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Free Books » Bonar, Horatius » Light & Truth: Acts and the Larger Epistles

Chapter 26 - Acts 10:43 - Forgiveness through the Name of Jesus Light & Truth: Acts and the Larger Epistles by Bonar, Horatius

Index

"The testimony of Jesus is the spirit of prophecy," said the angel to John (Revelation 19:10); that is, the burden of all prophecy is Jesus; He is the first and the last of the prophetic word. So here, Peter says, "To Him give all the prophets witness"; or, "to this man it is that all time prophets bear witness."

And who is this man? The previous verses are the answer. His name is Jesus of Nazareth. He was a man anointed with the Holy Ghost and with power. He went about doing good. He healed all who were oppressed of the devil. God was with Him. He was slain, and hanged on a tree. He was raised up the third day. He was shewn openly to chosen witnesses. He was to be preached not only as Saviour, but as Judge of the living and the dead. This is the man. Of this man not only all the apostles and disciples have spoken, but all the prophets of old. Their testimony finds its fulfillment in Him. Their words converge on Him.

Their testimony is that of the Holy Ghost. It was He who drew the marvelous picture of Messiah in the Old Testament, in which we find the exact and perfect portrait of the man Christ Jesus. This portrait was not sketched at once, but in parts and fragments, in different ages. It was outlined in Paradise, and afterwards filled in by holy men, who, without concert with each other, did their various parts as taught by the Holy Ghost.

"This man" is then the man of prophecy, the man of the Bible, the man of the ages. It is He of whom all the prophets have spoken, and to whom the heathen traditions dimly point. He is the Alpha and the Omega, the beginning and the end. It pleased the Father that in Him should all fullness dwell. Let us hear the prophetic and the apostolic testimony to Him as given here. Let us learn what there is in Him for us.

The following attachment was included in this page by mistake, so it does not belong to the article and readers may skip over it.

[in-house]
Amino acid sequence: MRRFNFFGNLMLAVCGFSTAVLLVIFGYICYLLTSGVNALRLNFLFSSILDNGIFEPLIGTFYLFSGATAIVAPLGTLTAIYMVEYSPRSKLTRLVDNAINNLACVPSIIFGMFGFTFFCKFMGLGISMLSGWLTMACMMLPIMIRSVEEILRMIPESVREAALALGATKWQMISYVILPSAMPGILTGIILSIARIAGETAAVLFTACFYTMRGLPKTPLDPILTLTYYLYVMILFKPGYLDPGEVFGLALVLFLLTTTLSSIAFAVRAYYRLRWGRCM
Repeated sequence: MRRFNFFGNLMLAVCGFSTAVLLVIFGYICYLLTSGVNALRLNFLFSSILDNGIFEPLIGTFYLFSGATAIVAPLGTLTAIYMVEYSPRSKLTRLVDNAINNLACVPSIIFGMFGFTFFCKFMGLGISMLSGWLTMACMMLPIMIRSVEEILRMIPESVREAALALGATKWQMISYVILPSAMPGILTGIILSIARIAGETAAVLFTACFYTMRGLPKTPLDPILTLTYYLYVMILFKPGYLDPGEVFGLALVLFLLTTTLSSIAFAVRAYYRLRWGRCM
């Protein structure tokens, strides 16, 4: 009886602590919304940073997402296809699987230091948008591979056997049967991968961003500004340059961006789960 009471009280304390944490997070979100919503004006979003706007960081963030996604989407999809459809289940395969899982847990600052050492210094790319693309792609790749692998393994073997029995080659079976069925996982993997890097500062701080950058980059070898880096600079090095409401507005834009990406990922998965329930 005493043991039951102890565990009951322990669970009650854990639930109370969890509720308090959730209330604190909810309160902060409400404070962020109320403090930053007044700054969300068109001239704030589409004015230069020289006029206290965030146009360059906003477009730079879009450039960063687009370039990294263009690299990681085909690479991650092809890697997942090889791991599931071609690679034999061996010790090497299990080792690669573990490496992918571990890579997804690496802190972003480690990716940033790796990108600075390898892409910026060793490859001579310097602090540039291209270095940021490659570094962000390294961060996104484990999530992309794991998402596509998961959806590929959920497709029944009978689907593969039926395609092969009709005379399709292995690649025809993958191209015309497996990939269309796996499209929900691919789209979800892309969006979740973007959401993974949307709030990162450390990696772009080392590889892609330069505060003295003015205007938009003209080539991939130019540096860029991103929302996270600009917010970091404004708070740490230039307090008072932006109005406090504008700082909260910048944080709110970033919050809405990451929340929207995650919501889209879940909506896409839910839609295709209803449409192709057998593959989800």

I. There is remission of sins. It is this that is man's first need. He is condemned; under wrath; the sentence has gone out against him. His iniquities have come between him and God, between him and peace, between him and heaven. Unpardoned sin is a burden too heavy to be borne. Not sin merely as a disease or misfortune, but sin as a legal and judicial thing; a thing which inexorable law must deal with; a thing which the righteous Judge has condemned and must condemn. Of this sin there is remission; and God sends man remission as the first thing needed; that with which the rectification of all his spiritual disorders must begin; that which is absolutely needful in all his dealings with God, and in all his hopes of the kingdom. Forgiveness! This is God's first message to man. Forgiveness free and ample; sure and immediate; conscious and happy; eternal and irreversible. Forgiveness without reserve; forgiveness to the chief of sinners; forgiveness of all sins. In this forgiveness is, of course, wrapped up peace with God, peace of conscience, "the answer of a good conscience toward God," the removal of the heavy burden that weighed the sinner down, of the dark cloud that overshadows all his life. O man, hast thou found remission? Hast thou tasted forgiveness,—such a forgiveness as God only can give,—He who is the "Lord God, merciful and gracious, long-suffering, and slow to wrath; forgiving iniquity, transgression, and sin,"—He who says, when forgiving Israel, "I will rejoice over them to do them good, and I will plant them in this land assuredly, with my whole heart and with my whole soul" (Jeremiah 32:41),—He "who forgiveth all our iniquities, and removes our transgressions from us as far as the east is from the west" (Psalm 103:3, 12),—He with whom there is forgiveness that He may be feared,—He who, through the lips of His only begotten Son, said once to a sinning woman on earth, "Her sins, which are many, are forgiven?" O man, if thou hast not found this forgiveness, rest not till thou hast, for what is life without it? And if thou art still uncertain about it, rest not till thou hast made it a certainty, for uncertainty on such a point as this is bondage, and darkness, and sorrow.